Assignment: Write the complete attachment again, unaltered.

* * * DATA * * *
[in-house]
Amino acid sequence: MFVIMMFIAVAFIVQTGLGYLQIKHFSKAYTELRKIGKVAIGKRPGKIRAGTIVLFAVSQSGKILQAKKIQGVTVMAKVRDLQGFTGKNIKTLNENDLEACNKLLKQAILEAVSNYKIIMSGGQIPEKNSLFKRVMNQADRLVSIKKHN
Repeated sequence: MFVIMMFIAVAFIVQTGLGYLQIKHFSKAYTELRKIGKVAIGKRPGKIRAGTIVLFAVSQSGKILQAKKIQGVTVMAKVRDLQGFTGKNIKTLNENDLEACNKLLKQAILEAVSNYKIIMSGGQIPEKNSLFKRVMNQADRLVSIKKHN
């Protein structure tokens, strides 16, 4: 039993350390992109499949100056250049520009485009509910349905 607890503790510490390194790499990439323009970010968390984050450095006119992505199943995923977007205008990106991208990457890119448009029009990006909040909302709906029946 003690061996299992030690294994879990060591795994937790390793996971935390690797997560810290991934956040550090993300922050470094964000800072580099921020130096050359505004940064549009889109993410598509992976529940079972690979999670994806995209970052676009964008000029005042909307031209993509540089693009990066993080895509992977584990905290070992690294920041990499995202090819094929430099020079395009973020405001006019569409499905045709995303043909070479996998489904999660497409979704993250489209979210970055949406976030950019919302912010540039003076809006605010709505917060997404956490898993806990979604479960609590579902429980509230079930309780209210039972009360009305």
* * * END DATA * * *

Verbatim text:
[in-house]
Amino acid sequence: MFVIMMFIAVAFIVQTGLGYLQIKHFSKAYTELRKIGKVAIGKRPGKIRAGTIVLFAVSQSGKILQAKKIQGVTVMAKVRDLQGFTGKNIKTLNENDLEACNKLLKQAILEAVSNYKIIMSGGQIPEKNSLFKRVMNQADRLVSIKKHN
Repeated sequence: MFVIMMFIAVAFIVQTGLGYLQIKHFSKAYTELRKIGKVAIGKRPGKIRAGTIVLFAVSQSGKILQAKKIQGVTVMAKVRDLQGFTGKNIKTLNENDLEACNKLLKQAILEAVSNYKIIMSGGQIPEKNSLFKRVMNQADRLVSIKKHN
């Protein structure tokens, strides 16, 4: 039993350390992109499949100056250049520009485009509910349905 607890503790510490390194790499990439323009970010968390984050450095006119992505199943995923977007205008990106991208990457890119448009029009990006909040909302709906029946 003690061996299992030690294994879990060591795994937790390793996971935390690797997560810290991934956040550090993300922050470094964000800072580099921020130096050359505004940064549009889109993410598509992976529940079972690979999670994806995209970052676009964008000029005042909307031209993509540089693009990066993080895509992977584990905290070992690294920041990499995202090819094929430099020079395009973020405001006019569409499905045709995303043909070479996998489904999660497409979704993250489209979210970055949406976030950019919302912010540039003076809006605010709505917060997404956490898993806990979604479960609590579902429980509230079930309780209210039972009360009305």